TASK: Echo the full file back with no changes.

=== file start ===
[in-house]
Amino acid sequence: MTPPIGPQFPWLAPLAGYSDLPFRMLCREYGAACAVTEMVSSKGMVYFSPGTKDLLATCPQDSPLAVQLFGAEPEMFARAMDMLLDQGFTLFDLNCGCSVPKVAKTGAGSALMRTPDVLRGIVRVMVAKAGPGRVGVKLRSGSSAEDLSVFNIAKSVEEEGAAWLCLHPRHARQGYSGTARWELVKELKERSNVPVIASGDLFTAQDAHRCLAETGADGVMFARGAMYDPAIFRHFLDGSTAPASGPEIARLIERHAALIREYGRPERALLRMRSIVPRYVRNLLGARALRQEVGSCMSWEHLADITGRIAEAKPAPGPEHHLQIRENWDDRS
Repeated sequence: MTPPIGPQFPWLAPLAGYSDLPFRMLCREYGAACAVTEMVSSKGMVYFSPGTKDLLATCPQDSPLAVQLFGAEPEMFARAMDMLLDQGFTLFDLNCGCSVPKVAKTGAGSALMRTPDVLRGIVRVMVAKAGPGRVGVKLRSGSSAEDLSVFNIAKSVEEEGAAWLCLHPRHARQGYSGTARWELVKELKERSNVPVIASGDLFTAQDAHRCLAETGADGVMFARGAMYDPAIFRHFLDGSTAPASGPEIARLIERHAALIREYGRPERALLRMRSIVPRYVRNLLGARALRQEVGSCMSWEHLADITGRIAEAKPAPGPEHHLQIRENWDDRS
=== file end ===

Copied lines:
[in-house]
Amino acid sequence: MTPPIGPQFPWLAPLAGYSDLPFRMLCREYGAACAVTEMVSSKGMVYFSPGTKDLLATCPQDSPLAVQLFGAEPEMFARAMDMLLDQGFTLFDLNCGCSVPKVAKTGAGSALMRTPDVLRGIVRVMVAKAGPGRVGVKLRSGSSAEDLSVFNIAKSVEEEGAAWLCLHPRHARQGYSGTARWELVKELKERSNVPVIASGDLFTAQDAHRCLAETGADGVMFARGAMYDPAIFRHFLDGSTAPASGPEIARLIERHAALIREYGRPERALLRMRSIVPRYVRNLLGARALRQEVGSCMSWEHLADITGRIAEAKPAPGPEHHLQIRENWDDRS
Repeated sequence: MTPPIGPQFPWLAPLAGYSDLPFRMLCREYGAACAVTEMVSSKGMVYFSPGTKDLLATCPQDSPLAVQLFGAEPEMFARAMDMLLDQGFTLFDLNCGCSVPKVAKTGAGSALMRTPDVLRGIVRVMVAKAGPGRVGVKLRSGSSAEDLSVFNIAKSVEEEGAAWLCLHPRHARQGYSGTARWELVKELKERSNVPVIASGDLFTAQDAHRCLAETGADGVMFARGAMYDPAIFRHFLDGSTAPASGPEIARLIERHAALIREYGRPERALLRMRSIVPRYVRNLLGARALRQEVGSCMSWEHLADITGRIAEAKPAPGPEHHLQIRENWDDRS